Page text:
Luke Soraich (Soraich) petitions for a writ of habeas corpus on grounds that he was illegally sentenced for deliberate homicide in 1997, in that the sentencing court failed to inquire as to whether Soraich wished to make a statement before it sentenced him. He cites the requirement set forth in § 46-18-115(3), MCA, that, "[e]xcept as provided in [listed situations not at issue here], the court shall address the defendant personally to ascertain whether the defendant wishes to make a statement and to present any information in mitigation of punishment or reason why the defendant should not be sentenced." At our request, the Attorney General has filed a response on behalf of the State of Montana.
The writ of habeas corpus is available to inquire into the cause of imprisonment or restraint and, if illegal, to deliver the petitioner from the imprisonment or restraint. Section 46-22-101(1), MCA. A habeas petitioner bears the burden of convincing the Court that a writ should be issued. Miller v. Eleventh Judicial Dist. Court, 2007 MT 58, ¶14, 336 Mont. 207, 154 P.3d 1186. A sentencing court's failure to abide by a statutory requirement does not necessarily result in an illegal sentence; it may result in a sentence that is objectionable, but not illegal. State v. Johnson, 2011 MT 286, ¶14, 362 Mont. 473, 265 P.3d 638.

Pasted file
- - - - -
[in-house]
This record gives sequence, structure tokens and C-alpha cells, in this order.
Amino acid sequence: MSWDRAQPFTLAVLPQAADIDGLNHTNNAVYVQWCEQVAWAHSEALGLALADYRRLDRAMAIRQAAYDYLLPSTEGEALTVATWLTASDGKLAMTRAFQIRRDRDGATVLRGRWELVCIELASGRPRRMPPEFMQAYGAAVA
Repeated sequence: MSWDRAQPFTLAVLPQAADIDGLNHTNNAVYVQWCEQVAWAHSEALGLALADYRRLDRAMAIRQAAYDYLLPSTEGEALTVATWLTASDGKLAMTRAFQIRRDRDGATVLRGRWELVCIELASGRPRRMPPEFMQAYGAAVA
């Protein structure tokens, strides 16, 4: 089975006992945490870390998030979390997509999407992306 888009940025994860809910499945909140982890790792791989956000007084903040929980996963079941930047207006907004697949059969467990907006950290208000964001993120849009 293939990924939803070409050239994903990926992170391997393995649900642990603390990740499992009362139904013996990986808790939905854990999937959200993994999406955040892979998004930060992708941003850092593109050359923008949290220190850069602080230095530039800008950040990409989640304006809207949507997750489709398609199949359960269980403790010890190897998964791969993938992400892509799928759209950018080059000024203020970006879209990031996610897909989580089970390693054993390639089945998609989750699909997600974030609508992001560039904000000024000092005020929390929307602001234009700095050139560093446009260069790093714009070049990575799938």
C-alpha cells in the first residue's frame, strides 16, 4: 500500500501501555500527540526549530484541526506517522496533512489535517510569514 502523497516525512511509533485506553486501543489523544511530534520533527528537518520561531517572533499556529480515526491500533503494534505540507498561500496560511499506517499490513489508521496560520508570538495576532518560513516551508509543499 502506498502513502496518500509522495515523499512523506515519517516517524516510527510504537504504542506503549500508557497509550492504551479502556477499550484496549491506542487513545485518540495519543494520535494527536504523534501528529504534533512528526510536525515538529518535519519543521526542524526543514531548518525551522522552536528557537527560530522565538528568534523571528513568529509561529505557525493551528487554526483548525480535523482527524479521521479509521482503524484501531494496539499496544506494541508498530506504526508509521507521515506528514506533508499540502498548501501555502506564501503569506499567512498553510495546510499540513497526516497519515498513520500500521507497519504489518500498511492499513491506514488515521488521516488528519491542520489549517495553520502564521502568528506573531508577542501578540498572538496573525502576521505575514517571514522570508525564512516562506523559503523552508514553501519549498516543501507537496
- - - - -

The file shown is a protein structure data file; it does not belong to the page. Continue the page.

The 90-year sentence imposed upon Soraich for deliberate homicide, plus an additional 10 years for the use of a weapon, falls within authorized statutory parameters. Section 45-5-102(2), MCA, (1995). The portion of the sentencing transcript attached to Soraich's petition for writ of habeas corpus does not indicate that the sentencing court asked Soraich specifically whether he wished to make a statement. Part of a statement presented to the court by Soraich's counsel is included in the transcript excerpt. At the end of the transcript excerpt, Soraich's counsel responded "no" to the sentencing court's question as to whether any reason existed why sentence should not be imposed. The transcript does not show that Soraich, or his counsel, gave the court any indication at that time that he wished to speak personally. Soraich similarly did not raise this issue in his subsequently-filed appeal of his conviction, or in his petition for postconviction relief.
We conclude that the statutory violation apparently present here amounts to an "objectionable" sentence, to which Soraich failed to timely object. We further conclude that it does not render Soraich's sentence illegal.
IT IS ORDERED that the petition for writ of habeas corpus is DENIED.
The Clerk is directed to provide copies of this order to all ...